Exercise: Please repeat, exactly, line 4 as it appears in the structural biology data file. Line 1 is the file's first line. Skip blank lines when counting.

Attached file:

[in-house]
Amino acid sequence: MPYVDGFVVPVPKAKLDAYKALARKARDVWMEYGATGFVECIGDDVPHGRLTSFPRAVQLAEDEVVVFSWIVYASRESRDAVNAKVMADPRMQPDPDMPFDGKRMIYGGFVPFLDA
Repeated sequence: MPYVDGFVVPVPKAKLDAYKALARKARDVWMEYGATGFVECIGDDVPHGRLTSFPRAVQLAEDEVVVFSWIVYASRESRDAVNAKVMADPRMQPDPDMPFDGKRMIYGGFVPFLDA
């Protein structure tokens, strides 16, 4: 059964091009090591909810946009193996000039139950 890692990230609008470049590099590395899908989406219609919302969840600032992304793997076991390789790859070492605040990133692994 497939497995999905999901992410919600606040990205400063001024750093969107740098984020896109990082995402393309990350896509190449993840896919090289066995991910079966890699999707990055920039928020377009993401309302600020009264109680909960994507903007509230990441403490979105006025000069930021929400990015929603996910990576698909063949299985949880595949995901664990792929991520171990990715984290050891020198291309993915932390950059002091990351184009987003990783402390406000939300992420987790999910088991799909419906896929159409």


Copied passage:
């Protein structure tokens, strides 16, 4: 059964091009090591909810946009193996000039139950 890692990230609008470049590099590395899908989406219609919302969840600032992304793997076991390789790859070492605040990133692994 497939497995999905999901992410919600606040990205400063001024750093969107740098984020896109990082995402393309990350896509190449993840896919090289066995991910079966890699999707990055920039928020377009993401309302600020009264109680909960994507903007509230990441403490979105006025000069930021929400990015929603996910990576698909063949299985949880595949995901664990792929991520171990990715984290050891020198291309993915932390950059002091990351184009987003990783402390406000939300992420987790999910088991799909419906896929159409």